Every business executive should take the cyber threat seriously. The risk to corporate networks and intellectual property is growing at an alarming rate – just look at the constant news of successful cyber attacks against even the most sophisticated government and business infrastructures.

There’s no such thing as ‘cyber security’

But many executives still have a problem recognising that while cyber threats are fast-changing and often complex, the techniques needed to meet them are grounded in traditional security disciplines. Far too many executives still fail to realise that while technology is central, managing cyber threats is not just a technical issue.

In fact, a failure of technology is relatively unlikely to be the cause of a successful cyber attack. It’s much more likely that human error (clicking on an infected link, for example) or a malicious individual has allowed a hack to succeed.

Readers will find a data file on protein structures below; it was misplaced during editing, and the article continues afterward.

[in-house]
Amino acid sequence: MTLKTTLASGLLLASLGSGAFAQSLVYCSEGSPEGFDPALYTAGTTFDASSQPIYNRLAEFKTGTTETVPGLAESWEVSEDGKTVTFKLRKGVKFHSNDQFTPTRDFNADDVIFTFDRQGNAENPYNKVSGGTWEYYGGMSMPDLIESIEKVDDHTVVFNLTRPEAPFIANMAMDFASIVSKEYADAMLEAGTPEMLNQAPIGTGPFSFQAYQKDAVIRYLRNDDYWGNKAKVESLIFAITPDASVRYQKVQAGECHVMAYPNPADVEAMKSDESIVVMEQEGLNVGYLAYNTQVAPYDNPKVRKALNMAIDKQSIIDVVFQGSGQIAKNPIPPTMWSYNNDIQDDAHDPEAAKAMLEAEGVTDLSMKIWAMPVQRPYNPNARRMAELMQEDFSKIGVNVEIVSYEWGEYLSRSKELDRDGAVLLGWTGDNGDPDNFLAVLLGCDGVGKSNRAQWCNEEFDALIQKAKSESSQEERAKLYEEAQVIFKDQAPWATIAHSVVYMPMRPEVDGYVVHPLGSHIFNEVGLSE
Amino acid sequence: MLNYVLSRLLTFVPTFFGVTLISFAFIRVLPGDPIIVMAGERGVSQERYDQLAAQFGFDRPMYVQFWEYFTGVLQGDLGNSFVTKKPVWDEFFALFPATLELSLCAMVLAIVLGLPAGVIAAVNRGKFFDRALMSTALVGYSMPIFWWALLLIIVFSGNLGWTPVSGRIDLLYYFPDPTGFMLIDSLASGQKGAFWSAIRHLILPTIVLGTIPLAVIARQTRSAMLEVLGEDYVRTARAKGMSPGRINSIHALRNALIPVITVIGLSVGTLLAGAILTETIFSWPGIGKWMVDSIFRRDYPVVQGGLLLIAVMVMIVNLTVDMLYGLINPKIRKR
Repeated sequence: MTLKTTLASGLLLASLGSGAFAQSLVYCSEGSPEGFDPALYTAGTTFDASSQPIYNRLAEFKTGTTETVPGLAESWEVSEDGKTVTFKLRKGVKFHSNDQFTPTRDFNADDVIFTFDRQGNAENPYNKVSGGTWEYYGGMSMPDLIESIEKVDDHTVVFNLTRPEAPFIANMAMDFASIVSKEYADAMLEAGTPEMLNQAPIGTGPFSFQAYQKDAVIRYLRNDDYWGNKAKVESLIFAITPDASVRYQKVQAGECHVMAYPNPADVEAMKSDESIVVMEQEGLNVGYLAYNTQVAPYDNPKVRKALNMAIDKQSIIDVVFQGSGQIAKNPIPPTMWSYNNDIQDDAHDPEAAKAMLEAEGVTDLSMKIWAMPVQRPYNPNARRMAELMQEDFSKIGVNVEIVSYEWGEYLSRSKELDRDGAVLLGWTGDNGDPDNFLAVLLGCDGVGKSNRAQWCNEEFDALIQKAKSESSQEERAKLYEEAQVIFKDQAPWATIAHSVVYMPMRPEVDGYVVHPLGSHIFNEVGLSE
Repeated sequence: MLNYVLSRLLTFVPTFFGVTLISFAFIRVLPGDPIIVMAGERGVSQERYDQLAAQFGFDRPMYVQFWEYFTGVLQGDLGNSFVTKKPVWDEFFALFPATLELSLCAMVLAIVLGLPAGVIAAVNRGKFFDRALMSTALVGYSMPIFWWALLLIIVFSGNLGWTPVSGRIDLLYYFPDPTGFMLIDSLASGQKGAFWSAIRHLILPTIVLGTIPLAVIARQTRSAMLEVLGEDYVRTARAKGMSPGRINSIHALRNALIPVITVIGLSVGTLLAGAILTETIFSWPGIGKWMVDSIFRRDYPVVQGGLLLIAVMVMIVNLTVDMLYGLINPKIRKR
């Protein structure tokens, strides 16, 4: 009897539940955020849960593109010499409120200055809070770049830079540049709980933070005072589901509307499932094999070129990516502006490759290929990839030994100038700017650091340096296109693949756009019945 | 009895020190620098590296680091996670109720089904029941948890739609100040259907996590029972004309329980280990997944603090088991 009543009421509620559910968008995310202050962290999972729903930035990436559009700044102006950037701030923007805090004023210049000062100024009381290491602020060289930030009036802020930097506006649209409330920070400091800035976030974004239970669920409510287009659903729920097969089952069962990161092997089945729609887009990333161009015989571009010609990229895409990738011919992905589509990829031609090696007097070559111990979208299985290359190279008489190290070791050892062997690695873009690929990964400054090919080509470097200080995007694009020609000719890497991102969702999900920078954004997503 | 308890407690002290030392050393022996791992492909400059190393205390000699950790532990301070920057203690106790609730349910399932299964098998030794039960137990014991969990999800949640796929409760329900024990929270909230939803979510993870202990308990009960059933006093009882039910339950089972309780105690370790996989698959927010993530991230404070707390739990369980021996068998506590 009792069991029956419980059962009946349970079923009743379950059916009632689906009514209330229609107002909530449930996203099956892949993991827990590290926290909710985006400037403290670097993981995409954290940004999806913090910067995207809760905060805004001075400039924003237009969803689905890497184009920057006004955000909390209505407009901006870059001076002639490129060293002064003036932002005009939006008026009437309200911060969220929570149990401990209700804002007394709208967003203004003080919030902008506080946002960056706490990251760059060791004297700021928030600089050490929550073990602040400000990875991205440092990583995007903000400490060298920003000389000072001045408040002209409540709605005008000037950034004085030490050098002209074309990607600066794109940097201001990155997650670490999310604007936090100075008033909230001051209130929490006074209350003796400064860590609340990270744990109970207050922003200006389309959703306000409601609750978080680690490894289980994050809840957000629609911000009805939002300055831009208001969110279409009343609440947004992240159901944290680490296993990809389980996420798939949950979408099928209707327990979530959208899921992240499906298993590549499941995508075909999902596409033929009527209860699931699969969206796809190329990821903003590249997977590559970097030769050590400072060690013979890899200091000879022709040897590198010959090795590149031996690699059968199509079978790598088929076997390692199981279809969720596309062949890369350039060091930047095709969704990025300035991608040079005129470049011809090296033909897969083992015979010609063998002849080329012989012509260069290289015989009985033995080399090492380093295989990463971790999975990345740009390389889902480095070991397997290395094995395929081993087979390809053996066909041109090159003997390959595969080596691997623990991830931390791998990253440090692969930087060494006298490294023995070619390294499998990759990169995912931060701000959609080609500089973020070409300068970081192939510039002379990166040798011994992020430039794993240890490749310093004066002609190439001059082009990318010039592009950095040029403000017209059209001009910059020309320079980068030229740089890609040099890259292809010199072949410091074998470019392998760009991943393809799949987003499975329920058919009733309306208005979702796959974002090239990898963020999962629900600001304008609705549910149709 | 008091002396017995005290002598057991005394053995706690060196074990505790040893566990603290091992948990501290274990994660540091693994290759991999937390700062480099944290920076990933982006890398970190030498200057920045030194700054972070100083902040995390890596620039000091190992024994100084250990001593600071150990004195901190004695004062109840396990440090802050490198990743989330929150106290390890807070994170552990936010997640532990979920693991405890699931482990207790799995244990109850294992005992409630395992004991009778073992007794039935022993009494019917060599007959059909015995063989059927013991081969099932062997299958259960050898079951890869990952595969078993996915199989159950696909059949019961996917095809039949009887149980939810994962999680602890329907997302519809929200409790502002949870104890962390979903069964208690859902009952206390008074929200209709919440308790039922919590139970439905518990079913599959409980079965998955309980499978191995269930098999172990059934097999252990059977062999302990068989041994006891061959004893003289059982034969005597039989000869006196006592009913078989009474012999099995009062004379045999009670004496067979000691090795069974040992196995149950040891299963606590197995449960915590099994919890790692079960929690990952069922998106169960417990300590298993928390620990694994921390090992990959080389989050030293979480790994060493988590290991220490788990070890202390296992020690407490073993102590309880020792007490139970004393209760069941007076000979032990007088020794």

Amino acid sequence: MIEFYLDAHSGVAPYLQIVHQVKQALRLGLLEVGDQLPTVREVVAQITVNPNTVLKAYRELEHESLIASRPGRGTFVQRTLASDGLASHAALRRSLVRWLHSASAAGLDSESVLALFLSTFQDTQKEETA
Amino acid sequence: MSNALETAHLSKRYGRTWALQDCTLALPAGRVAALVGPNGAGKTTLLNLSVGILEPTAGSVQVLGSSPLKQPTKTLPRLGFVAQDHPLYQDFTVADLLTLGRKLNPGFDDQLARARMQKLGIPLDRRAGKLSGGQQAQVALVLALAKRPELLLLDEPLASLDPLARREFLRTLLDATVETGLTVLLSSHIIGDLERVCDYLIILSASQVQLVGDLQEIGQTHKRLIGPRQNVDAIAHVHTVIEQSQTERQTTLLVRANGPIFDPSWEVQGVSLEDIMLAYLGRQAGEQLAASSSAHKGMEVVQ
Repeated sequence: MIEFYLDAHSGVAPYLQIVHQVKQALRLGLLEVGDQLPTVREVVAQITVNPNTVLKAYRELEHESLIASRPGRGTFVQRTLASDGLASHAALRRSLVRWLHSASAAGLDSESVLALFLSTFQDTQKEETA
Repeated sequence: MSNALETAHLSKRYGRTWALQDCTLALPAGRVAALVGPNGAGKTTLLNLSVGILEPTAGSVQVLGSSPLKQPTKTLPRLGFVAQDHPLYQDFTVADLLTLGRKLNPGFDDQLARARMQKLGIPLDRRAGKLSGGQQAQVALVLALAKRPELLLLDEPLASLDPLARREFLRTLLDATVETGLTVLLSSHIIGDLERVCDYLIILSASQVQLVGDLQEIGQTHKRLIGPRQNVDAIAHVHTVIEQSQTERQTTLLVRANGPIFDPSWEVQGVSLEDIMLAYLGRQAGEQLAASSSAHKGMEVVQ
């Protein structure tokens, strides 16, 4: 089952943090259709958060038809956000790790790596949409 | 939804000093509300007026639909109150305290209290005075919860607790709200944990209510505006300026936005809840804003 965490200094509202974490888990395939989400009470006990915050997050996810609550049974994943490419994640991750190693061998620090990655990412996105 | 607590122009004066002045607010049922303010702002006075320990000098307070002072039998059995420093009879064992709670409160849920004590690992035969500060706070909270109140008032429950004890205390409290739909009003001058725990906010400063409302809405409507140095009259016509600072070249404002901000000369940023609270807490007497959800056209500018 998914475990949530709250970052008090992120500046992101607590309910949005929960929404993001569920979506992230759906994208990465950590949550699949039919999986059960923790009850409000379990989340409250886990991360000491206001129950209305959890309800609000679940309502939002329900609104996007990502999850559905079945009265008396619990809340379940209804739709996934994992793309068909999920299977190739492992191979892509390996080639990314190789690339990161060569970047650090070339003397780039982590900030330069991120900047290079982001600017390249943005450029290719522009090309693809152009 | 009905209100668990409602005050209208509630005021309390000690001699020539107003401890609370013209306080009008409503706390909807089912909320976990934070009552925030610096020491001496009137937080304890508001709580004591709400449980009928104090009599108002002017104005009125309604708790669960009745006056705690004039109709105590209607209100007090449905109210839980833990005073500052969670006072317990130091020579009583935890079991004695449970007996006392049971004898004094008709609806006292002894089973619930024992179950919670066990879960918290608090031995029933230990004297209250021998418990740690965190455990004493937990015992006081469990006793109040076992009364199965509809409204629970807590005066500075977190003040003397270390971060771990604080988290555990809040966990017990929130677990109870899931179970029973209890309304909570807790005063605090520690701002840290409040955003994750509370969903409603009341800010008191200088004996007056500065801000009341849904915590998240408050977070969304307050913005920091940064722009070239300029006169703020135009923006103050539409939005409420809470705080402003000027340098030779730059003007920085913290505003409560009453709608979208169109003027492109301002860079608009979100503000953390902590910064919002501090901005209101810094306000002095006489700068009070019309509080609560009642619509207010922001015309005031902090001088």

This ‘people factor’ is a very significant issue in cyber threat management – what’s the point of Fort Knox if somebody leaves the keys in the lock? This gives credence to the argument that there is no such special discipline as ‘cyber security’, or ‘information security’ for that matter.

To manage cyber threats, we need a holistic security approach which deploys the full range of security techniques, processes and best practices. These will range from technology security to physical and personnel security, security awareness, business continuity, crisis management and so on. Technology is central to managing cyber threats. But executives can make a serious mistake if they simply leave cyber issues in the hands of technologists. A broader approach is crucial.

Apr-Jun 2015 Issue

Internet Security Alliance